Chapter Scripts

Surah Al-Muddaththir 74:21-30

74:21 And then he looks [around for new arguments]. 


Or: “God lets go astray whomever He wills, and guides aright whomever He wills” (see surah 14, note 4). The stress on the allegorical nature of the above passage, spoken of as a “parable” (mathal), has here the same purpose as in 2:26 – namely, to prevent the followers of the Qur’an from attaching a literal meaning to its eschatological descriptions – a purpose that is unmistakably expressed in the concluding sentence of this passage: “All this is but a reminder to mortal man”. (See also next note.)

74:22 And then he frowns and glares.


Lit., “it” or “these” – depending on whether the personal pronoun hiya is taken to denote a singular – in which case it would refer to the feminine noun saqar, “hell-fire” (Tabari, Zamakhshari, Baghawi, Ibn Kathir) – or plural, referring to what Razi pinpoints as “those [Qur’anic] verses dealing with these allegories (hadhihi ‘l-mutashabihat)”: hence my compromise rendering “all this”.

74:23 And in the end he turns his back [on Our message], and glories in his arrogance.


This is the earliest Qur’anic instance of the adjurative particle wa used in the sense of a solemn, oathlike assertion – a calling to witness, as it were – meant (as in the expression “by God!”) to give weight to a subsequently stated truth or evidence of the truth: hence, I am rendering it here and elsewhere as “consider”. In the present case, the truth thus to be stressed is the implied statement that just as the changing phases of the moon and the alternation of night and day are the outcomes of Godgiven, natural laws, so, too, a sinner’s suffering in the hereafter is but a natural outcome of his deliberate wrongdoing in this world. (See also note 7 on 2:7.)

74:24 And says “All this is mere spellbinding eloquence handed down [from olden times]!


Lit., “any of you who chooses…”, etc. – i.e., irrespective of whether one has chosen to follow or to disregard the divine call: implying that even true believers may stumble into sinning, and hence need to be warned.

74:25 This is nothing but the word of mortal man!”


Lit., “those [or “the people”] on the right hand” (ashab al-yamin), an expression based on the tropical significance of yamin as “righteous” or “righteousness” and consequently, “blessedness”. The above is probably the oldest Qur’anic incidence of this expression, which evidently comprises all those whose conduct in life will have earned them God’s forgiveness of whatever sins they may have committed.

74:26 [Hence] I shall cause him to endure hell-fire [in the life to come]!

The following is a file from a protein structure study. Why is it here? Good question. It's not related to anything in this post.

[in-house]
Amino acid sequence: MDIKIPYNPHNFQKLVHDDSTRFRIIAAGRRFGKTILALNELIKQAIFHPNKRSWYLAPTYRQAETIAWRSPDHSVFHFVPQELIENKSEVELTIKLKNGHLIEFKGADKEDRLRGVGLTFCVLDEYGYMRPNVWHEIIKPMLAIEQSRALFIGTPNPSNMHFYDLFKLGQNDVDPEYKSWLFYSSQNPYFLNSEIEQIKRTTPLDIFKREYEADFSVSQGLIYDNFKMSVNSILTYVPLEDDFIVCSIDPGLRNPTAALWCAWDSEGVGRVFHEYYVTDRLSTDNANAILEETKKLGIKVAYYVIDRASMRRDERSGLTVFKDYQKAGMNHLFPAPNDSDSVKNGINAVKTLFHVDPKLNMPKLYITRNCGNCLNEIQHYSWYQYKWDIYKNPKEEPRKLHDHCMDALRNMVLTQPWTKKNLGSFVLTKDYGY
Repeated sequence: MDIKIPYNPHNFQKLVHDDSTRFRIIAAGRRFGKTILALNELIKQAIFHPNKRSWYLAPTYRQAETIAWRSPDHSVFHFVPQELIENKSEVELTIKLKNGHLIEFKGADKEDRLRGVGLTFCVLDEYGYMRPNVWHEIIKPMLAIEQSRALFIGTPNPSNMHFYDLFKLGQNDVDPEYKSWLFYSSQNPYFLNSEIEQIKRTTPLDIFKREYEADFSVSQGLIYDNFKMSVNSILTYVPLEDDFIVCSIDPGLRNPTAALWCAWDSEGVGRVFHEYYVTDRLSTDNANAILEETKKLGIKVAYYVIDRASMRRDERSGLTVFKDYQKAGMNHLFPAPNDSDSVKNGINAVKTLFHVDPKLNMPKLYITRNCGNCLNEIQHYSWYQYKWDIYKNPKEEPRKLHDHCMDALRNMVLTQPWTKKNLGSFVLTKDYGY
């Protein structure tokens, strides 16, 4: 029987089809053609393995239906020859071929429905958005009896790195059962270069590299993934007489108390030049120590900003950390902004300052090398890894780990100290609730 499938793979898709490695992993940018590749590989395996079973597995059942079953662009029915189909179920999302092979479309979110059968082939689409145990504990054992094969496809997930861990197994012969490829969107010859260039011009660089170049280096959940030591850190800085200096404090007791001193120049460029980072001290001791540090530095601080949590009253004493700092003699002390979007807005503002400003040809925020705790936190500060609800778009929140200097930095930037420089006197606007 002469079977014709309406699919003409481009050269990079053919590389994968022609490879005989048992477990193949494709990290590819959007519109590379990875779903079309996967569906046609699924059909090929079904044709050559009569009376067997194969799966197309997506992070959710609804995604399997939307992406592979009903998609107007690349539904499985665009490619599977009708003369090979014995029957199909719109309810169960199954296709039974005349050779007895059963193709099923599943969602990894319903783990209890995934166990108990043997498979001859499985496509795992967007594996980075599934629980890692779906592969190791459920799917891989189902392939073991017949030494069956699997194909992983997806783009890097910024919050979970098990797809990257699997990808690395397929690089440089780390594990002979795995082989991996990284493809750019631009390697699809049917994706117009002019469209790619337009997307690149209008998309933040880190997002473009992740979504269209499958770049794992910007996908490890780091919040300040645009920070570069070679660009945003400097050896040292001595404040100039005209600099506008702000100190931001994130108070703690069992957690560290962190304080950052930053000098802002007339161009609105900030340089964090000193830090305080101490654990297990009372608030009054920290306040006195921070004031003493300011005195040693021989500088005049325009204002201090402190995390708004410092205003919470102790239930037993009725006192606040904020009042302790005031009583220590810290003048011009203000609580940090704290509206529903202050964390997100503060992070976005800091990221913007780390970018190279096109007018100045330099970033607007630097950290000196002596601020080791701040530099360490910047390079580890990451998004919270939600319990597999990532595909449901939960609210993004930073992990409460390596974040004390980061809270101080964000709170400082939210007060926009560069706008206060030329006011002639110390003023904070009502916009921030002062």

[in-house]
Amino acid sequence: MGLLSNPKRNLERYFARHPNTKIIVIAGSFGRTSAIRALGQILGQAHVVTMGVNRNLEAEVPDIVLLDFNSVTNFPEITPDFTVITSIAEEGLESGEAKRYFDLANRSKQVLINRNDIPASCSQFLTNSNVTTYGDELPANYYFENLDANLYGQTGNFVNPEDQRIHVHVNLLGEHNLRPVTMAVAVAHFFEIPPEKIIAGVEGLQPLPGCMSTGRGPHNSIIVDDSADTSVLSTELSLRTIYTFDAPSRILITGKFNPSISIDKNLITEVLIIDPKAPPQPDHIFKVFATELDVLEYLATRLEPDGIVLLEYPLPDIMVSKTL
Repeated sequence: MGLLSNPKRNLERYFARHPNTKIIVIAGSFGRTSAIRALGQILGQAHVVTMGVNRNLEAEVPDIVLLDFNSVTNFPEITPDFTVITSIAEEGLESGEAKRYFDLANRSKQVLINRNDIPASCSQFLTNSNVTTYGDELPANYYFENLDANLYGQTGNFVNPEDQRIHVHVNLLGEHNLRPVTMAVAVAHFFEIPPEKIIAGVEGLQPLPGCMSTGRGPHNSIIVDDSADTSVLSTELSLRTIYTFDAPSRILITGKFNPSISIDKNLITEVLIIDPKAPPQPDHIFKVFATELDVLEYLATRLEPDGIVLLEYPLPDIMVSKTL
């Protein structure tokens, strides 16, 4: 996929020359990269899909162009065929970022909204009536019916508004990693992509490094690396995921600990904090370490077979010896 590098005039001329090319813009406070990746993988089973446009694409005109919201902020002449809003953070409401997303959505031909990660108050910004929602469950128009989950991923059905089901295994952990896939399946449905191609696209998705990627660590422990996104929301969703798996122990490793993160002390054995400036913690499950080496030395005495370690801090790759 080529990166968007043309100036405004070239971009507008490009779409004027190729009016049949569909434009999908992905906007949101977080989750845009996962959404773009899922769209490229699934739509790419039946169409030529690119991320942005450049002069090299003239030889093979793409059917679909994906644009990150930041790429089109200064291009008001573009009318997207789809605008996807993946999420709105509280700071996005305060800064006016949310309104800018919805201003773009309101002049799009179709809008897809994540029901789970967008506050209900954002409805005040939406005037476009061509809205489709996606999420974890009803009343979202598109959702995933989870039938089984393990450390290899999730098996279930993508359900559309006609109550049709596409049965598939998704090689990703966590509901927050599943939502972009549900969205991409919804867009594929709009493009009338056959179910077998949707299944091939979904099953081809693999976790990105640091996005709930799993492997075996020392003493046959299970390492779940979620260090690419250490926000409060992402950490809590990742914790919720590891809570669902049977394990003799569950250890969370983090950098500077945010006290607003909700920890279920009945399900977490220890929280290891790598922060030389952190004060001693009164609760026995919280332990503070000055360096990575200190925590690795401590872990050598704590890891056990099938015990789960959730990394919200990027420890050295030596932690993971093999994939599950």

In view of the fact that at the time of the revelation of this very early surah the canonical prayer (salah) had not yet been made obligatory on the followers of the Qur’an, it is reasonable to assume that in the above context this term is used in its widest sense, namely, conscious belief in God.

74:27 And what could make thee conceive what hell-fire is?


Lit., “the intercession of intercessors” – implying that there would be none to intercede for them with God. As regards the much-misunderstood Islamic concept of “intercession”, see 10:3 – “there is none that could intercede with Him unless He grants His leave therefor” – and the corresponding note 7

74:28 It does not allow to live, and neither leaves [to die]. 


i.e., with so many people who refuse to listen to the truth.

74:29 Making [all truth] visible to mortal man.


Lit., “every one of them wants to be given wide-open scriptures”, or “scriptures unfolded” (i.e., open to everyone’s understanding): cf. 2:118 – “Why does not God speak unto us, nor is a message conveyed to us?” – i.e., directly, without the intervention of a prophet. The above is the earliest illustration of the “arrogance” or “false pride” to which the Qur’an so often refers.

74:30 Over it are nineteen [powers]. 


Namely, unless He bestows His grace on them by making their minds and hearts receptive to the truth, so that they are compelled – from within themselves, as it were – to make the right choice. (See also note 11 on 81:28-29, as well as note 4 on 14:4).


The divine scriptures are God’s beacons to the world. Surely God offered His trust to the heavens and the earth, and the hills, but they shrank from bearing it and were afraid of it. And man undertook it.
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